This is a handy guide for the food lovers, explaining how to make the most of your culinary experience in Sweden, with a list of the must-try dishes in Stockholm.
Swedish cuisine is typically salty and vinegary due to the country’s history of having to preserve food through the long winters, so it might take a little getting used to if you don’t usually eat a lot of salt. However, once you’ve got over the food seeming perhaps a little strange, you will find a lot of great Swedish food in Stockholm.
One of the most important parts of Swedish culture is fika, which is essentially a coffee and cake break. No trip to Sweden would be complete without many fika breaks, meaning you should have plenty of opportunities to try all of these different types of fika:
Cinnamon buns (kanelbullar) are perhaps the most famous of all Swedish baked goods. These are a popular part of fika and can be found all year round and in pretty much any bakery or shop you go to. There is even a special day dedicated to cinnamon buns, celebrated on October 4th every year.
Cinamon buns (kanelbullar)
If you are not a fan of cinnamon, you can try their cardamom counterparts (kardemummabullar), which are arguably even more delicious.
In February, Swedes celebrate shrove Tuesday with cream buns (semlor). These are large buns flavoured with cardamom and filled with almond paste and whipped cream. They can even be enjoyed in a bowl of warm milk.
Cream bun (semla)
At Christmas it’s time for saffron buns (lussekatter or lussebullar). A little less sweet than a traditional cake, but still an excellent fika choice, these buns are flavoured with saffron and raisins and can be enjoyed with a nice glass of glögg (Swedish mulled wine).
Saffron buns (lussekatter)
In between fika, you’re probably going to want to eat some more savoury food, so here is a list of some tasty traditional Swedish dishes not to be missed:
When talking about Swedish food, most people will likely mention the infamous fermented herring that smells so bad you have to eat it outdoors. Contrary to popular belief amongst foreigners, this is not commonly eaten and most Stockholmers have probably not even tried it themselves, or maybe just once as a dare. If you can find some and you’re feeling brave, by all means give it a go, but make sure you wash it down with a shot of aquavit (a traditional Scandinavian spirit, distilled from grain or potatoes) as is tradition.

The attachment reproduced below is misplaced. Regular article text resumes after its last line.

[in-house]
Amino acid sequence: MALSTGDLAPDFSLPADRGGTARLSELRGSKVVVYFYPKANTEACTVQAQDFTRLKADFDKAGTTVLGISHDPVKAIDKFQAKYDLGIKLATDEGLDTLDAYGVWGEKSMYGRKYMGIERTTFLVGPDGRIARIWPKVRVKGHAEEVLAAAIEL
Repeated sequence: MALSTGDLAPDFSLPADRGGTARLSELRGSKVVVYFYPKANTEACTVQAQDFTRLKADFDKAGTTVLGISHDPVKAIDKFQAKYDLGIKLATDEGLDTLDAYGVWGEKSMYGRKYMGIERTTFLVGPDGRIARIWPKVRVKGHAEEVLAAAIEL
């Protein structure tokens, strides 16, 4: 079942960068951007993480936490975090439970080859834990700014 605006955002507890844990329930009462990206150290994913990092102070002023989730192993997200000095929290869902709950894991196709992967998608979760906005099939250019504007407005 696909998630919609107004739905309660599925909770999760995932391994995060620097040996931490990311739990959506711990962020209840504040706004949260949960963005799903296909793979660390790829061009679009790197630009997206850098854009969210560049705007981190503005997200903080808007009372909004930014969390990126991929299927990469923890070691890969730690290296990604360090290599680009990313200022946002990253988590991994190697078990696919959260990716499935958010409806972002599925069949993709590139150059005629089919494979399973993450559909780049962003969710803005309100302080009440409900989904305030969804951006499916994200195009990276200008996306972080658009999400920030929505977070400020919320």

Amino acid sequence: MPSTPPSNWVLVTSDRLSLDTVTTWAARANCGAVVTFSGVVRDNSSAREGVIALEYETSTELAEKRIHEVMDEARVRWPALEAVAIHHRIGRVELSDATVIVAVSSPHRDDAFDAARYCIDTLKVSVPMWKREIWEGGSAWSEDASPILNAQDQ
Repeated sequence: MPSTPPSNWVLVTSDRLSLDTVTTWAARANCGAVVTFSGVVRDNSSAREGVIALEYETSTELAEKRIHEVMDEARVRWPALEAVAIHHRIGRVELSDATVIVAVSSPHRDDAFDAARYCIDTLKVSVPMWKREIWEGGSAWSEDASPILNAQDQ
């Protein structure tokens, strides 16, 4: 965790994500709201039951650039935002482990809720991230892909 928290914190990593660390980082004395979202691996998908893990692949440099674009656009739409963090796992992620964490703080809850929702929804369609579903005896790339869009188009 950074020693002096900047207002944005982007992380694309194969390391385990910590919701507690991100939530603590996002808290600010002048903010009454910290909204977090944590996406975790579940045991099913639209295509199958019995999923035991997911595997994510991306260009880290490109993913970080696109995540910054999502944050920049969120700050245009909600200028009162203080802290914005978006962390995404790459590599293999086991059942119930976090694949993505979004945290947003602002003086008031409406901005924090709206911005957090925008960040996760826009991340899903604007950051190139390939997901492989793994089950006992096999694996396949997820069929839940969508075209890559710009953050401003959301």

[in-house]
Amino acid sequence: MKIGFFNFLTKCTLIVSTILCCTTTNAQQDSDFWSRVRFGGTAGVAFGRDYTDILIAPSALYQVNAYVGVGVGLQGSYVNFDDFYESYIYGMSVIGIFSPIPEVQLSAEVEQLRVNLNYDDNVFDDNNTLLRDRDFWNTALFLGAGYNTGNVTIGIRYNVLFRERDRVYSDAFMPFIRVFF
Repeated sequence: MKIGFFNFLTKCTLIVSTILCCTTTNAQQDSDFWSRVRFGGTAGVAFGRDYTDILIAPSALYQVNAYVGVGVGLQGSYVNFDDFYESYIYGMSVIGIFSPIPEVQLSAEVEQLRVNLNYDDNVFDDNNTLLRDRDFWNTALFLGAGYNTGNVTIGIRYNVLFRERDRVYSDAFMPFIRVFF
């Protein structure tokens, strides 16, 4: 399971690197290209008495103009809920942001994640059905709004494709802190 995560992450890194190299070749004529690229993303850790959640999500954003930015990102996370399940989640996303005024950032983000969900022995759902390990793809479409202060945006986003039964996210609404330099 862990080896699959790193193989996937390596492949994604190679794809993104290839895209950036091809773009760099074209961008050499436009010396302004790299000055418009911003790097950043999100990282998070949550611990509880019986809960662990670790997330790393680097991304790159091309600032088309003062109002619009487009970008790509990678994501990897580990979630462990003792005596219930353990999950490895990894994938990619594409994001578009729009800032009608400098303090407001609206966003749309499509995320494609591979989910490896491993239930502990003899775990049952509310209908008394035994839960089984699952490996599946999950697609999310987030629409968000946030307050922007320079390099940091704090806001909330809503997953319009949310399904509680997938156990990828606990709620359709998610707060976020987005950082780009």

Köttbullar, as they are known in Swedish, are probably one of the most famous elements of Swedish cuisine, probably partly thanks to Ikea restaurants. To enjoy them properly they should be served with mashed potato, lingon berries and a creamy gravy.
This pie, made with Västerbotten cheese from the north of Sweden, is a popular Swedish food and can be served with a variety of side dishes, or enjoyed on its own.
Salmon cured in salt, sugar and dill (gravad lax) is a classic Nordic dish and is usually served as a starter, sliced very finely. If you’re unsure about all this fermented fish but want to get a taste of some real traditional Nordic food, then gravad lax is a great option.
Literally translated as “sandwich cake”, smörgåstårta is exactly that, a sandwich put together like a cake. It is commonly eaten at parties and similar events but can also be found at cafes and is a great lunch option. It is usually constructed from several layers of bread and has creamy fillings in between, typically involving mayonnaise. Although there are many different fillings which can be used, smörgåstårta usually includes things such as prawns, ham, tomatoes, cucumber, paté, smoked salmon and grapes.
Smörgåstorta (translates as “sandwich cake”)
In August, Swedes hold crayfish parties, where they get together, eat crayfish, drink snaps (shots of alcohol) and sing traditional drinking songs. The crayfish are boiled in salt water and seasoned with dill. They are usually served along with other traditional Swedish foods, such as Västerbotten pie, in a large buffet.
Crayfish served with lemon and dill
At Christmas it is traditional to have a Christmas buffet (julbord), which includes many traditional Swedish foods such as meatballs, pickled herring, white fish, ham, sausages and rye bread, amongst much more. For anyone wanting to try as much Swedish food as possible, the julbord is perfect. In December, many restaurants in Stockholm serve julbords, so if you’re visiting at this time of year, don’t miss out on the opportunity.